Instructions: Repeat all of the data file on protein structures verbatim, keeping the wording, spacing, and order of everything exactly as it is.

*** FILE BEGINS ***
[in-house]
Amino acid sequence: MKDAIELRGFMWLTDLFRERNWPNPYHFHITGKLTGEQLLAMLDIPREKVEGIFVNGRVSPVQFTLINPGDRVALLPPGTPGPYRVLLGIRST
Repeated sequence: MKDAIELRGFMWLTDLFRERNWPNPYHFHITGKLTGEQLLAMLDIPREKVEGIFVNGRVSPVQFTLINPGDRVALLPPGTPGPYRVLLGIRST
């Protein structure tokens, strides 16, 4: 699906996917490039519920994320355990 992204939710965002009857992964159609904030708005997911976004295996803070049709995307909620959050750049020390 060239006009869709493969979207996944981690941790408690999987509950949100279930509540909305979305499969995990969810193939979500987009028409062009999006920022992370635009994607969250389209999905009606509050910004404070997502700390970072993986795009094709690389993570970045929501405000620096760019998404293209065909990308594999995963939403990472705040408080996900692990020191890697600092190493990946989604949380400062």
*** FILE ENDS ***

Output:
[in-house]
Amino acid sequence: MKDAIELRGFMWLTDLFRERNWPNPYHFHITGKLTGEQLLAMLDIPREKVEGIFVNGRVSPVQFTLINPGDRVALLPPGTPGPYRVLLGIRST
Repeated sequence: MKDAIELRGFMWLTDLFRERNWPNPYHFHITGKLTGEQLLAMLDIPREKVEGIFVNGRVSPVQFTLINPGDRVALLPPGTPGPYRVLLGIRST
């Protein structure tokens, strides 16, 4: 699906996917490039519920994320355990 992204939710965002009857992964159609904030708005997911976004295996803070049709995307909620959050750049020390 060239006009869709493969979207996944981690941790408690999987509950949100279930509540909305979305499969995990969810193939979500987009028409062009999006920022992370635009994607969250389209999905009606509050910004404070997502700390970072993986795009094709690389993570970045929501405000620096760019998404293209065909990308594999995963939403990472705040408080996900692990020191890697600092190493990946989604949380400062």